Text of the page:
The Office of the Dean has been renamed the Academic Advising Office. The office will focus on advising and registering Geneseo students and accommodating students with disabilities. Celia Easton will serve as the dean of academic planning and advising. Assistant Provost for Curriculum and Assessment Savi Iyer has assumed the office’s former responsibilities that dealt with policy, curriculum and assessment, according to Easton.
One of the primary functions of the Academic Advising Office will be to keep students on track to graduate, Easton said.
“What we’ve kept downstairs in Erwin 106 are face-to-face kinds of things for students: Are you registering for classes? Are you getting all of your work done to finish your degree?” she said. “The degree audits are here and we work with students who are struggling a little bit to help them with academic planning.”
The Academic Advising Office will also work with the Office of Disability Services in providing assistance for students with disabilities, Easton said. In addition, the Academic Advising Office will also work with the Office of New Student Programs.
Easton explained that the responsibilities of the Office of the Dean were broken down to improve the quality of academic advising.
Geneseo students have perceived academic advising negatively in the past, according to Director of the Office of Institutional Research Julie Meyer Rao. Rao explained that the results of the 2014 National Survey of Student Engagement—administered to freshman and seniors—showed that students rate Geneseo’s academic advising lower than the national average.
“There were questions like ‘Has your adviser informed you of important deadlines, helped you understand rules and policies, made you aware of academic support options, helped you when you had academic difficulties?’ and on all of those items Geneseo’s average score was significantly lower than that for the public master’s colleges, which was our comparison group for this portion of the survey,” Rao said.
Easton hopes to enhance academic advising by improving communication between students and faculty. She added that the office may begin to use peer advisers, as well.
“We’re hoping to tap into student leaders to do some better trained academic advising,” she said. “Student leaders are always stepping up and helping students learn how to get on KnightWeb and do registration and things like that. But I think that there’s more we could tap into there.”
The Academic Advising Office will also look into alleviating students’ concerns about the general academic advisers that undeclared students are given.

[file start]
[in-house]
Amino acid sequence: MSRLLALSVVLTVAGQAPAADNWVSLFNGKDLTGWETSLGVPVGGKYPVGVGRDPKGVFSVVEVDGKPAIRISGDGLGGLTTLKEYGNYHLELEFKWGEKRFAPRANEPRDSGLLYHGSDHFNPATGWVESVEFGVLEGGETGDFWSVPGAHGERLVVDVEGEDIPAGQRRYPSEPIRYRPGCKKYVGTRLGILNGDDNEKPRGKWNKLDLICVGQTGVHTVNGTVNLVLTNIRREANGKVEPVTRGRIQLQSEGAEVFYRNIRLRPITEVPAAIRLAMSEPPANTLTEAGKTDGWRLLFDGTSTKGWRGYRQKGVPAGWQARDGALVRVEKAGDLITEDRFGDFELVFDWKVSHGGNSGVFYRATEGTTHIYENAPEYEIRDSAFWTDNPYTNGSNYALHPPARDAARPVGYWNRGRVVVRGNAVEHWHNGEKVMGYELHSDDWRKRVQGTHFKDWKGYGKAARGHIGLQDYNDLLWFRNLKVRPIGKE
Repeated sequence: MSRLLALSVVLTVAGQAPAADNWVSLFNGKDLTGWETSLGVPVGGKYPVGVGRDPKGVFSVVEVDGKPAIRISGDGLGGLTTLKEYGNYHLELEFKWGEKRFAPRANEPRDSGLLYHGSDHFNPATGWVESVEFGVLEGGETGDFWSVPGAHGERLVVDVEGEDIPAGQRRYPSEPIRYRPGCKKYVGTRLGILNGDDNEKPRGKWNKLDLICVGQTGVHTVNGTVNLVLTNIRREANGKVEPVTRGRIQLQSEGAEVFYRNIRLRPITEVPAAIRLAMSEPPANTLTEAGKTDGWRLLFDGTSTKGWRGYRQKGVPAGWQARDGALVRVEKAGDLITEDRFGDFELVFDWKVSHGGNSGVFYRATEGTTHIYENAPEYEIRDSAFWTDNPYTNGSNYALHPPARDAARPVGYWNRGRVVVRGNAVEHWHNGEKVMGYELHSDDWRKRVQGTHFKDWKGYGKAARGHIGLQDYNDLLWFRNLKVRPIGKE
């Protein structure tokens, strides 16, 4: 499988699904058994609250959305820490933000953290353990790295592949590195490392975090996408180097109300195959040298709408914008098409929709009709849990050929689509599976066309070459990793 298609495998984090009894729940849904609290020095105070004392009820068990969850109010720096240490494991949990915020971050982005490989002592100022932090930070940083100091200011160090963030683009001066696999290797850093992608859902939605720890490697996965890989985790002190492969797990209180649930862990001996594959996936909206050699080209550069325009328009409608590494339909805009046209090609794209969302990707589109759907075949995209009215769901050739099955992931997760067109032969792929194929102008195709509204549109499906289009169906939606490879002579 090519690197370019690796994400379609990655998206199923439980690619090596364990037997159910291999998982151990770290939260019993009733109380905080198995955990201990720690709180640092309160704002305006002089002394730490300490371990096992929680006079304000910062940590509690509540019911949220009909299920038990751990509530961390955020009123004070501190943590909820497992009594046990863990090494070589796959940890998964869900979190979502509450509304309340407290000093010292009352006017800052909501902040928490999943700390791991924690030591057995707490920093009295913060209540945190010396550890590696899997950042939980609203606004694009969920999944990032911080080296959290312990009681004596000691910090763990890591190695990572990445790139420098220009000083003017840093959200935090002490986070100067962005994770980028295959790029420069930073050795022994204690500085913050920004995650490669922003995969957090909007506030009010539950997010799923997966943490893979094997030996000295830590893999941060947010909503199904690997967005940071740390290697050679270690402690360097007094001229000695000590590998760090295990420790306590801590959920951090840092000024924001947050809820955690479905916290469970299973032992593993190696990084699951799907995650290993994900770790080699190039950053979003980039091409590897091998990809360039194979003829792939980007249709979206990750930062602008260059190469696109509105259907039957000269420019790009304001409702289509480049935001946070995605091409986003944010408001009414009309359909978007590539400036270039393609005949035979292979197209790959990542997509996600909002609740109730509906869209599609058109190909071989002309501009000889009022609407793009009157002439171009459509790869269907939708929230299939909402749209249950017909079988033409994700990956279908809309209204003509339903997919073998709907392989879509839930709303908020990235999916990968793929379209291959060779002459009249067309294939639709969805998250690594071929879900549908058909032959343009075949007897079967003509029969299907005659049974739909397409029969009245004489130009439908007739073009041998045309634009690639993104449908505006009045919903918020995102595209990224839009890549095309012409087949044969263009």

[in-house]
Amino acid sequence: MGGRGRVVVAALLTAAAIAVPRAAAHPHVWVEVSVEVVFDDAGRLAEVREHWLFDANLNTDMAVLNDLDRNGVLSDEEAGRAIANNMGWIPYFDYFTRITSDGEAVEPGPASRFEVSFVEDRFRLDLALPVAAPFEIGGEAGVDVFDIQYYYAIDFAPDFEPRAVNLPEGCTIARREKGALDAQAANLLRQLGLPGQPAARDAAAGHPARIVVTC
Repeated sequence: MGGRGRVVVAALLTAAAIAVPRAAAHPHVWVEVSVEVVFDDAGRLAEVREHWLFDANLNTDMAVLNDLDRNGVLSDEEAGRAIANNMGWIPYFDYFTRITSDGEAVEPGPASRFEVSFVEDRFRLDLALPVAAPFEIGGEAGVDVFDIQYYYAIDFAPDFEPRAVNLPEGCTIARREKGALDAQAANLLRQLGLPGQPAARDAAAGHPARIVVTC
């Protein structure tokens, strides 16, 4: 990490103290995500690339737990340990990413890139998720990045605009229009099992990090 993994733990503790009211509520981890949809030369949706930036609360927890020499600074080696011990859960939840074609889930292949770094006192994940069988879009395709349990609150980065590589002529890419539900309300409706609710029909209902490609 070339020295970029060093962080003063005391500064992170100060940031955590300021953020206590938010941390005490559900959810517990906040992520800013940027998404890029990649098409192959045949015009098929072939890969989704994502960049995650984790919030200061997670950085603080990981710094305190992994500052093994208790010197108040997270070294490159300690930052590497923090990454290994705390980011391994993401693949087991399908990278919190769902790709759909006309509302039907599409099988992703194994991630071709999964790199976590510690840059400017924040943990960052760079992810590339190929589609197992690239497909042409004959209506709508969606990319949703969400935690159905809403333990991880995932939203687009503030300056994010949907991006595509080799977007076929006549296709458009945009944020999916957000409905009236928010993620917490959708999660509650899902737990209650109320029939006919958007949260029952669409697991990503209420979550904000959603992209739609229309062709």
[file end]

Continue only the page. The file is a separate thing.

“One of the things I think students would like to see is something that’s a little bit better focused for students who haven’t chosen a major yet,” Easton said. “The advisers that they get assigned to might be able to help them with general education and things like that, but they aren’t really equipped to help [students] think through what different majors would be.”
In addition, Easton will be conducting a listening tour to gain feedback from the Geneseo campus community. She has attended four department meetings and will meet with the Academic Affairs Committee of the Student Association and the Inter-Residence Council in October, as well as the Student Association in November. She added that she is also willing to receive feedback from other student groups.
Easton said faculty members have addressed their concerns in regard to the number of students they are advising and the lack of communication between advisers and students.
“Faculty are wishing to have more meaningful conversations with students, but it’s hard when all you’re doing is trying to put a schedule together last minute,” she said. “So I think we’re going to help faculty find some ways to communicate with students about preparing for an advising appointment earlier and help students understand what they can expect of a faculty adviser.”
The Associate Dean for New Student Advisement Peter Corrigan said that he hopes that the quality of advisement improves with the renaming and reorganization of the Academic Advising Office.
“The way we were organized before, we weren’t able to do any long-range planning. We were so busy dealing with the day-to-day that we didn’t really have the opportunity to do any planning,” he said. “I think now with Dr. Easton we’re doing more planning, and I look forward to doing more of it still. We were so transactional before, and now I think that there’s a greater opportunity for us to do something transformational.”